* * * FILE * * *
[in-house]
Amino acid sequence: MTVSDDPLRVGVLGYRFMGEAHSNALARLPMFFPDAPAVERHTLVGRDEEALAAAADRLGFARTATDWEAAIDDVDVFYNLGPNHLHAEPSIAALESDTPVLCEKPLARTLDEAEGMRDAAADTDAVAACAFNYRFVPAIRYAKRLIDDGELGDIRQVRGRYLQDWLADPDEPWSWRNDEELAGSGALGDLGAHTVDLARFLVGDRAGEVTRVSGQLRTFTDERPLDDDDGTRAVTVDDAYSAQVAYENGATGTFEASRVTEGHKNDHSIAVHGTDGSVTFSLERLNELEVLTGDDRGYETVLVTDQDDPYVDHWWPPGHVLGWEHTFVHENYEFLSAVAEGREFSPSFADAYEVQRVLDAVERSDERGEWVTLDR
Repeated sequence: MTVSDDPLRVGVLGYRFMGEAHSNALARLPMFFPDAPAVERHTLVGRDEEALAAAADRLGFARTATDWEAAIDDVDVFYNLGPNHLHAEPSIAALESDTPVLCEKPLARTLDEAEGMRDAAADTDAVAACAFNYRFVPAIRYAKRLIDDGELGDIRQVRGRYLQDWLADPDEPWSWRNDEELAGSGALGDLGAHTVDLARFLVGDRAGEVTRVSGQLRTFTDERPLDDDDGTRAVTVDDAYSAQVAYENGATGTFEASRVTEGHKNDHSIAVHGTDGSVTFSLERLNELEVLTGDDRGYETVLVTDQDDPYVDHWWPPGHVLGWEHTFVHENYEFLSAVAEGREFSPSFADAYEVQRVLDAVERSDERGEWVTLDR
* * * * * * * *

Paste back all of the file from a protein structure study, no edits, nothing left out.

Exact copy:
[in-house]
Amino acid sequence: MTVSDDPLRVGVLGYRFMGEAHSNALARLPMFFPDAPAVERHTLVGRDEEALAAAADRLGFARTATDWEAAIDDVDVFYNLGPNHLHAEPSIAALESDTPVLCEKPLARTLDEAEGMRDAAADTDAVAACAFNYRFVPAIRYAKRLIDDGELGDIRQVRGRYLQDWLADPDEPWSWRNDEELAGSGALGDLGAHTVDLARFLVGDRAGEVTRVSGQLRTFTDERPLDDDDGTRAVTVDDAYSAQVAYENGATGTFEASRVTEGHKNDHSIAVHGTDGSVTFSLERLNELEVLTGDDRGYETVLVTDQDDPYVDHWWPPGHVLGWEHTFVHENYEFLSAVAEGREFSPSFADAYEVQRVLDAVERSDERGEWVTLDR
Repeated sequence: MTVSDDPLRVGVLGYRFMGEAHSNALARLPMFFPDAPAVERHTLVGRDEEALAAAADRLGFARTATDWEAAIDDVDVFYNLGPNHLHAEPSIAALESDTPVLCEKPLARTLDEAEGMRDAAADTDAVAACAFNYRFVPAIRYAKRLIDDGELGDIRQVRGRYLQDWLADPDEPWSWRNDEELAGSGALGDLGAHTVDLARFLVGDRAGEVTRVSGQLRTFTDERPLDDDDGTRAVTVDDAYSAQVAYENGATGTFEASRVTEGHKNDHSIAVHGTDGSVTFSLERLNELEVLTGDDRGYETVLVTDQDDPYVDHWWPPGHVLGWEHTFVHENYEFLSAVAEGREFSPSFADAYEVQRVLDAVERSDERGEWVTLDR